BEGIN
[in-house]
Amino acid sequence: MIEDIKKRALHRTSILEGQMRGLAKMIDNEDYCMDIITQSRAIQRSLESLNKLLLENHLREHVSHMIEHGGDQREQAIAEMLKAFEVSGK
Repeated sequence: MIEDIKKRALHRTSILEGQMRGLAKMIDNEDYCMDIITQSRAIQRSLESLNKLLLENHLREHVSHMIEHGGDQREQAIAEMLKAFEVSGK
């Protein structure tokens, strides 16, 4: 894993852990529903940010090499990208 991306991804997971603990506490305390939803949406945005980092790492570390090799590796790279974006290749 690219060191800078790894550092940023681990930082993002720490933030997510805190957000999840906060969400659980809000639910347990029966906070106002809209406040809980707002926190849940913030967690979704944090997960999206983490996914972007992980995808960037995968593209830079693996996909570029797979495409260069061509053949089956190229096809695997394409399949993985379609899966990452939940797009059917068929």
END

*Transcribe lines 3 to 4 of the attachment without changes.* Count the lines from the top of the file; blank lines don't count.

Repeated sequence: MIEDIKKRALHRTSILEGQMRGLAKMIDNEDYCMDIITQSRAIQRSLESLNKLLLENHLREHVSHMIEHGGDQREQAIAEMLKAFEVSGK
């Protein structure tokens, strides 16, 4: 894993852990529903940010090499990208 991306991804997971603990506490305390939803949406945005980092790492570390090799590796790279974006290749 690219060191800078790894550092940023681990930082993002720490933030997510805190957000999840906060969400659980809000639910347990029966906070106002809209406040809980707002926190849940913030967690979704944090997960999206983490996914972007992980995808960037995968593209830079693996996909570029797979495409260069061509053949089956190229096809695997394409399949993985379609899966990452939940797009059917068929």